Could Miami host its last Super Bowl

Artist's rendering of Sun Life Stadium once $450 million in renovations is complete. (Courtesy of Miami Dolphins)
Artist's rendering of Sun Life Stadium once $450 million in renovations is complete. (Courtesy of Miami Dolphins) /

The Miami Dolphins and the city of Miami were awarded Super Bowl LIV on Tuesday. Club LIV will be rocking, yes that was meant as irony and a joke.

What has been lost in all of this is the fact that it might be more difficult for Miami to host a Super Bowl in the future. Once a staple of the NFL’s big game, Miami has hosted 10 previously, the NFL is now seeing the end of the year game being spread out to other cities.

This time around three cities were awarded Super Bowls in 2019, 2020, and 2021. Miami gets the game in 2020 with Los Angeles hosting in 2021 and Atlanta hosting in 2019. This is important because the future of Miami hosting the game could be coming to an end.

A point that was made this week on said that New Orleans narrowly got beat out in their bidding for a Super Bowl. They did not bid on the 2020 game but many believed if they had they would have beaten out Miami. And this is where it gets interesting.

Miami is sinking over $450 million into renovations to their stadium but they will be competing against other NFL teams who are building massive state of the art complexes to go along with their stadiums. The competition is far from what it used to be. Add to that the NFL’s desire to bring the Super Bowl to open air northern stadiums and the game’s future venues may not include trips to the South.

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Los Angeles, Atlanta, Minnesota, and possibly even Buffalo, San Diego, and Las Vegas could or will have new stadiums in place for the years after 2021. Dallas want’s back into the Super Bowl market and so does New York. While Miami is upgrading an outdated stadium, those cities are building more than just stadiums. They are building super venues.

Even New Orleans who is not building a new stadium is a strong contender for future games given the cities ability to draw interest from around the country. Miami, a one time must visit city, suddenly is running out of international and national draw as other cities are catching up with offerings to tourists.

For the amount of money that Stephen Ross has thrown into the stadium, he could have spent another 4 or 5 hundred million and build an extravagant new stadium. The problem is Miami has run out of viable land options and the only options would likely be north in Palm Beach County. In other words, Ross had little options but to renovate the stadium.

This is not a knock on the stadium. South Florida weather doesn’t take the same toll on the building like northern stadiums deal with and the renovations are state of the art but the Dolphins had to reduce the number of seats and for those that have visited the stadium since the conclusion of phase two, the seating is atrocious.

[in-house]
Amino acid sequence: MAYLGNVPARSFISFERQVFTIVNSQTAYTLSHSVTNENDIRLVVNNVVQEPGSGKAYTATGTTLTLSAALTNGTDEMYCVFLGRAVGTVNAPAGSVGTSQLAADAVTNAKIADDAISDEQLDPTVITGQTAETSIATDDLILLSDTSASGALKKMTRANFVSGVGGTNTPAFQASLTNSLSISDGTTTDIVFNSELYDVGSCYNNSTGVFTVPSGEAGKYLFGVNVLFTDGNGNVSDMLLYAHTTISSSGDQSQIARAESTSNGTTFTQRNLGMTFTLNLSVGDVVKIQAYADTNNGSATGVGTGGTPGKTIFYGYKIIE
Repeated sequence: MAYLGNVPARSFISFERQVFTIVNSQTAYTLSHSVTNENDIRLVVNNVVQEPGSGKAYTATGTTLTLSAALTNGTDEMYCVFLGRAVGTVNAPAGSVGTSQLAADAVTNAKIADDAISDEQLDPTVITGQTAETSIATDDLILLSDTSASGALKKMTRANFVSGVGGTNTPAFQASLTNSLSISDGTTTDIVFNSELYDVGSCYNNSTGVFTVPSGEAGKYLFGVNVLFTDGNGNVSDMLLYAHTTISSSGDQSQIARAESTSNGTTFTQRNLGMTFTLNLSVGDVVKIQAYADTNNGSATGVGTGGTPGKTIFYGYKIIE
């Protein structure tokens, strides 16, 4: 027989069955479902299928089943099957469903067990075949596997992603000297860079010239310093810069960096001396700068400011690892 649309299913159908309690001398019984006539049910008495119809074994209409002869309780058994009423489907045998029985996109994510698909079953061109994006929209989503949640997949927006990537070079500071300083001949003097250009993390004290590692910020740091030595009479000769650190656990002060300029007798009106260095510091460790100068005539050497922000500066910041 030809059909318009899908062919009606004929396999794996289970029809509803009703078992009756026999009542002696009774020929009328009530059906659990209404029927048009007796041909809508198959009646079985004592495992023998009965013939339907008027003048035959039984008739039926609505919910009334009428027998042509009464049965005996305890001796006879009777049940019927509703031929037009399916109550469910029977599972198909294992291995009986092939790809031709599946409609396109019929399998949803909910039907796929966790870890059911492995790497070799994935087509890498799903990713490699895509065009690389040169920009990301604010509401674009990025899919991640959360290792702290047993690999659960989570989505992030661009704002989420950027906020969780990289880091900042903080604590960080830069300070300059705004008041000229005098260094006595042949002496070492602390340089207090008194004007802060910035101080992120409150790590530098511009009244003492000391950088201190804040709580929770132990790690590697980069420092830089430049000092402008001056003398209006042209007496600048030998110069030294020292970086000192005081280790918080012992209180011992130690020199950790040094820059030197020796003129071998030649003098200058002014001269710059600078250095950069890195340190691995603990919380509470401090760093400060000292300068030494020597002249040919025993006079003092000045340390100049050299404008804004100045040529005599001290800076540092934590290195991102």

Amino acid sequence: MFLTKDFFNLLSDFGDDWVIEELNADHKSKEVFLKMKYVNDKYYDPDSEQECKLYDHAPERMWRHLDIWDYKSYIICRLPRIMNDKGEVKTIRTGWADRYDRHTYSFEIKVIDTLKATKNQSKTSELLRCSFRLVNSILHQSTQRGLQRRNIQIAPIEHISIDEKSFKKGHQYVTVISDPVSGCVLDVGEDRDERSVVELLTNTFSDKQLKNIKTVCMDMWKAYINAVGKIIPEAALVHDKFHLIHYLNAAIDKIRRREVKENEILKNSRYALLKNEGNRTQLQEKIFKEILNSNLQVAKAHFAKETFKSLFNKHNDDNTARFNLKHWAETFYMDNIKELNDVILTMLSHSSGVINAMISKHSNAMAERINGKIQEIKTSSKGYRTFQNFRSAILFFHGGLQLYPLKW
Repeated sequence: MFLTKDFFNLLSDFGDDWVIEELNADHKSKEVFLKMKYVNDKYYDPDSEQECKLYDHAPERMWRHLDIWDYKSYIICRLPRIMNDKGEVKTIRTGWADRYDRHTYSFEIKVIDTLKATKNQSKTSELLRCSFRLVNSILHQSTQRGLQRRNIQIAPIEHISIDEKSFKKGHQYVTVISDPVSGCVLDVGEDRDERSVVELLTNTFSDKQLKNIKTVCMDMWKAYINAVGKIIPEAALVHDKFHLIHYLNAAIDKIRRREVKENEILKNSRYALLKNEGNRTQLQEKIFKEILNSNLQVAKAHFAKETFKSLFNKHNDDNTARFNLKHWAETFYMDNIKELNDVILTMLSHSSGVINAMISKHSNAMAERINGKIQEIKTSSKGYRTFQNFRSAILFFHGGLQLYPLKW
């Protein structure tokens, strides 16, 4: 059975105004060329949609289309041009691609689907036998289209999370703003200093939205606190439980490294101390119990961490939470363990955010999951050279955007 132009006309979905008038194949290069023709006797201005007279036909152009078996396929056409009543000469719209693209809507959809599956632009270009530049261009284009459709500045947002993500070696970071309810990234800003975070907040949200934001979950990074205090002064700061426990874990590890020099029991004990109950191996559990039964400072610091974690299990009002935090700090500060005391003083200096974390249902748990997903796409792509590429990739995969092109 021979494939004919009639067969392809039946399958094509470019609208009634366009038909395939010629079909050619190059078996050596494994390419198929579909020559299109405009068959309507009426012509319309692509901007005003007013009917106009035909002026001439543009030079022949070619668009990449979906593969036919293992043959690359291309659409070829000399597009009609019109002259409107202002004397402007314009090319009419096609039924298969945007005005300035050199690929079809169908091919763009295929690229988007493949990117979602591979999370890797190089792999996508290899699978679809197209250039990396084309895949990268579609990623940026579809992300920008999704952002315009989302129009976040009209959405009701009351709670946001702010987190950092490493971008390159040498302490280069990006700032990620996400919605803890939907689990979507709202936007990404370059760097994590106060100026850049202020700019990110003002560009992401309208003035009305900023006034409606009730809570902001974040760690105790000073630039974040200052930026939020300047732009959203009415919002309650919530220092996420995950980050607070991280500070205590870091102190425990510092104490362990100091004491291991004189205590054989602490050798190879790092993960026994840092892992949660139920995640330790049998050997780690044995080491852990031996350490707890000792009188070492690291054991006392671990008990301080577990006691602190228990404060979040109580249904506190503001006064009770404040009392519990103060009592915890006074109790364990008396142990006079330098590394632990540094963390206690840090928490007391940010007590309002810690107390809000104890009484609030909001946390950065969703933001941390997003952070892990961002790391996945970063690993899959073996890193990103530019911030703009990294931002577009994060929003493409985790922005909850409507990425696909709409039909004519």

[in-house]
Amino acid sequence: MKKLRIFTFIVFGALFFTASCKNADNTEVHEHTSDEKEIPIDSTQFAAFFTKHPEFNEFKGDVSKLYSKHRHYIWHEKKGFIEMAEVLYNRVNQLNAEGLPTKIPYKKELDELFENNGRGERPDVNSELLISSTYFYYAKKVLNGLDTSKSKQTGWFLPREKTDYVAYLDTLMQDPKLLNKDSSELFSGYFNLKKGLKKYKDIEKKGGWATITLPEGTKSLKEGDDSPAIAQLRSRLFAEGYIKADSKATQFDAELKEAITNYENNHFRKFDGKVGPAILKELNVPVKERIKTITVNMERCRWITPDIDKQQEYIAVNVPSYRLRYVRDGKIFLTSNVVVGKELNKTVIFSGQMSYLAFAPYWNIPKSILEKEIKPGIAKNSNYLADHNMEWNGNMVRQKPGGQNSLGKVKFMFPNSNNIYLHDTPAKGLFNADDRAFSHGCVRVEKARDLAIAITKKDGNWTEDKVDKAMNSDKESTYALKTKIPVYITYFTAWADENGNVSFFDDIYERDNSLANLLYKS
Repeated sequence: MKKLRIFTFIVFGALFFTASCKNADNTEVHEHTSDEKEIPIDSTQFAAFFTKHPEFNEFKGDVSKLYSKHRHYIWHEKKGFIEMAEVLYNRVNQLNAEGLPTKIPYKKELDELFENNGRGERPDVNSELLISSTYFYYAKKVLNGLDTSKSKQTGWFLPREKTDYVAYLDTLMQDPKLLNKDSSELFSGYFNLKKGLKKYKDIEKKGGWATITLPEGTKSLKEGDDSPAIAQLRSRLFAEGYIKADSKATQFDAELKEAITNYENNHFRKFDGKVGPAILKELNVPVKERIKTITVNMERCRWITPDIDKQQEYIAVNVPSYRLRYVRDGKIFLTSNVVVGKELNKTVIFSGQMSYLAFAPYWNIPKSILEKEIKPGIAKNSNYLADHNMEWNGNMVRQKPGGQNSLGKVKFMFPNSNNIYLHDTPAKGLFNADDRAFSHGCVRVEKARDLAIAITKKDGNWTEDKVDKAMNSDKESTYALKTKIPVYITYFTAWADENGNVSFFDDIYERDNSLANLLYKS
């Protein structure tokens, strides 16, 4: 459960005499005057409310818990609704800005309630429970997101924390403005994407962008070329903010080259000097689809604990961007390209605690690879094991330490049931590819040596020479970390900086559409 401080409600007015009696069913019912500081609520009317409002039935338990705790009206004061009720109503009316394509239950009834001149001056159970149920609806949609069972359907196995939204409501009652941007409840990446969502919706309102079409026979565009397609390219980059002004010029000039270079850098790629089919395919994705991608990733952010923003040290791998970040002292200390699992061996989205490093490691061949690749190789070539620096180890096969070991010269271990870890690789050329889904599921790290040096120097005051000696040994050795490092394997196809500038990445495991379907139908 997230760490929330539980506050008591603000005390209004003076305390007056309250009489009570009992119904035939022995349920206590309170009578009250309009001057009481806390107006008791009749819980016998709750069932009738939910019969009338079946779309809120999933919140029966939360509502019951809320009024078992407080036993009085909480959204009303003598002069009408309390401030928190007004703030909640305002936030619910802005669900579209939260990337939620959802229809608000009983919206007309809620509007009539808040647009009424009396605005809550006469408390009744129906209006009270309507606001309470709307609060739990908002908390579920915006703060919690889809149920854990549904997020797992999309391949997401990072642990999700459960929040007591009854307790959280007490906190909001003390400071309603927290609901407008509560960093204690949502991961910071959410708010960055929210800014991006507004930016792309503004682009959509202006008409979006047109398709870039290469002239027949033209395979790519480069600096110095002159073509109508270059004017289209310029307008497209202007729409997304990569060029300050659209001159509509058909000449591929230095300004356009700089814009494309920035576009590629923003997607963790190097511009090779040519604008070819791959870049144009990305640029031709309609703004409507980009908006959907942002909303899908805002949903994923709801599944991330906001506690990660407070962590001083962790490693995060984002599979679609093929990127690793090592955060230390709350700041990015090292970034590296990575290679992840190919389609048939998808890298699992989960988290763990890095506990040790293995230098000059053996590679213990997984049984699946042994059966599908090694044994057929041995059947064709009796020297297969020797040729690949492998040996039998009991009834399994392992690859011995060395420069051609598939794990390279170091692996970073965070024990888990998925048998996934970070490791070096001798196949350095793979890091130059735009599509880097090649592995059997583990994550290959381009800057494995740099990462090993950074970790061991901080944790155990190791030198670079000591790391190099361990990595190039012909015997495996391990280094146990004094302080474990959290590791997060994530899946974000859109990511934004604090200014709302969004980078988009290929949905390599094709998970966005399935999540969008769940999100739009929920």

For starters the seats are far too narrow and more than a few complaints were tossed around last year as knees were being banged into the seats in front of them and the proximity to the person next to you seemed to violate your personal space. That however wasn’t the only issue.

The lower corner seating is horrible. In fact if you are in the right, or rather wrong section, your view of the field is obscured once the game action moves beyond the 30 yard line in the opposite direction. When the fans in the section immediately to the left stand to cheer, your visibility is almost entirely gone. The problem seems to be a design flaw.

The Dolphins moved the seating closer to the field and when they did that they elevated the sections between the 20’s and that slight elevations blocks the view of the corner sections on the lower level and this is only on the lower level.

I suspect that if this isn’t changed prior to the 2020 game, it will be something that will be talked about after the Super Bowl.

It’s not all negative however. The stadium models are beautiful and when the canopy is in place, it will be a unique stadium that allows air flow and sound redirection. It will also keep fans out of direct sunlight and protected from rain while keeping the field open to the elements. It’s reported that almost 93% of the fans will be shielded from the sun during 1:00 kick-offs.

Whether the renovations to the stadium will be enough to entice the NFL back to Miami after the 2020 game will not be known until the game is completed and the city can boast a successful event. Miami has one thing going for it however, it’s hosted the most and knows how to host the event. While there is always a chance of rain, there is never a chance of ice build-up on the stadium roof, or threat of collapse or a blizzard that blocks fans from the stadium route. No wildfires, and no Jerry Jones.

It’s unlikely that Miami will be left out of future Super Bowl rotations but the competition to host is getting very strong and after 2020 it will likely be a while before Miami gets another one.